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Points of Order

3.31 pm

Mr. Michael Fabricant (Lichfield): On a point of order, Mr. Speaker. The Parliamentary Secretary, Lord Chancellor's Department, the hon. Member for Liverpool, Wavertree (Jane Kennedy), answered Question 30 by referring me to a previous answer, given some time ago. It may not have been out of order, but do you think it proper that she should do that in answer to an oral question, without at least informing me that she was going to do so, thus preventing me from looking up the answer to which she referred?

Mr. Speaker: As the hon. Gentleman well knows, I have no responsibility for the content of ministerial answers. None the less, it is helpful to the free flow of Question Time if an answer is readily understandable by all Members seeking to take part in the exchanges. I will look into the issue raised and write to the hon. Gentleman.

Mr. Patrick Nicholls (Teignbridge): On a point of order, Mr. Speaker. I seek your guidance on a matter that I raised with you on a point of order yesterday--my inability to find out from the Minister of Agriculture, Fisheries and Food the circumstances in which a landfill site in my constituency was to be used to bury carcases. It is now some five days since I wrote to the Minister asking him to tell me what was going on. I have tried writing to him, e-mailing him and sending him post in the normal way. Even though you have never been contaminated by service in government, can you give Back Benchers some guidance on what to do when Ministers simply will not answer letters?

Mr. Speaker: Like the hon. Gentleman, I used to be a Back Bencher, and all I can say is that he must keep pestering the Minister.

Mr. Stephen O'Brien (Eddisbury): On a point of order, Mr. Speaker. There is grave anxiety in my constituency about the proposals on whether to vaccinate. Have you had any indication from the Ministry of Agriculture, Fisheries and Food--or, indeed, from the Prime Minister--on whether they intend to make a statement, given that we were told before last weekend that the Government would take a decision on that very serious issue in the next few days? We have reached that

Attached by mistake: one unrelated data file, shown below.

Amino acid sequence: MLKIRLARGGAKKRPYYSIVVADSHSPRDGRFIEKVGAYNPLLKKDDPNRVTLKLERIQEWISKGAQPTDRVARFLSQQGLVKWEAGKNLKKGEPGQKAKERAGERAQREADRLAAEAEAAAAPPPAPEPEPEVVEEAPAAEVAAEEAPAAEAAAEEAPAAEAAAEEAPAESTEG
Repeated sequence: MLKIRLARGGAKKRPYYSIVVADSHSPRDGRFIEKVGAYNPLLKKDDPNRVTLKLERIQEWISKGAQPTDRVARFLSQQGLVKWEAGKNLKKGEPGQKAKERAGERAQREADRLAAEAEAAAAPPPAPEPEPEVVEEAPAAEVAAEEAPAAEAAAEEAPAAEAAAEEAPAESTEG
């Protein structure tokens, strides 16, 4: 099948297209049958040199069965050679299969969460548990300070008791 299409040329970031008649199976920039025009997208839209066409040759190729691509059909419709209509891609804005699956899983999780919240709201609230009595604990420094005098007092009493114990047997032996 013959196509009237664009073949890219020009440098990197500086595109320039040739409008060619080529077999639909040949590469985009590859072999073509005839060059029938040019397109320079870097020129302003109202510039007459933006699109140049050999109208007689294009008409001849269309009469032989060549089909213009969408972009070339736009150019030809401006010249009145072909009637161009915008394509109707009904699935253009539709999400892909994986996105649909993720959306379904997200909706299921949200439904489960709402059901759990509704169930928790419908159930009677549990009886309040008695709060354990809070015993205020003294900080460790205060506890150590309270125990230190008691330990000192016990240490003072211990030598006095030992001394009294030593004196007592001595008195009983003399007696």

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point; my constituents are waiting; and there is deep anxiety about the uncertainty and lack of clarity on this difficult issue.

Mr. Speaker: I can understand the hon. Gentleman's problem, but it is not a matter for the Chair.

Mr. Ian Bruce (South Dorset): On a point of order, Mr. Speaker. Have you had any notice of a Minister in the Department of Health coming to the House to give Members information on food safety? You will remember that the previous Government were criticised in the reports on BSE for dealing with food safety in the Ministry of Agriculture, Fisheries and Food, so food safety was transferred to the Department of Health, which now deals with it; yet in all this crisis, not a single Health Minister has made a statement on food safety issues--which, of course, affect everyone--if only to reassure hon. Members that there is no such problem with foot and mouth.

Mr. Speaker: I am sure that Health Ministers will take note of what the hon. Gentleman says.